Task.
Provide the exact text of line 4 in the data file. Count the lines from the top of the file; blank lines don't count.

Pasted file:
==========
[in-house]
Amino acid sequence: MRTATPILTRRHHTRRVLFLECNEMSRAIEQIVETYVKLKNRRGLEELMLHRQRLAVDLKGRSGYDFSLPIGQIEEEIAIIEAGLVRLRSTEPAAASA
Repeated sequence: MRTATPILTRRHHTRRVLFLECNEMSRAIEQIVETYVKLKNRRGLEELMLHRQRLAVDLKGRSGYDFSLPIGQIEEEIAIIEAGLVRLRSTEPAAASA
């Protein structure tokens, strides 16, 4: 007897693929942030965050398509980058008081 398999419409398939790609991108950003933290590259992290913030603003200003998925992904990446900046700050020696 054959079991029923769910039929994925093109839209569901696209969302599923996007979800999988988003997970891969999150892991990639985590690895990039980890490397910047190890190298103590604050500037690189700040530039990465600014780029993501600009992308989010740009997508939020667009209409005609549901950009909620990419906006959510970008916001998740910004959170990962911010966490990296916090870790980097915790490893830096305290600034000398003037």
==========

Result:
């Protein structure tokens, strides 16, 4: 007897693929942030965050398509980058008081 398999419409398939790609991108950003933290590259992290913030603003200003998925992904990446900046700050020696 054959079991029923769910039929994925093109839209569901696209969302599923996007979800999988988003997970891969999150892991990639985590690895990039980890490397910047190890190298103590604050500037690189700040530039990465600014780029993501600009992308989010740009997508939020667009209409005609549901950009909620990419906006959510970008916001998740910004959170990962911010966490990296916090870790980097915790490893830096305290600034000398003037």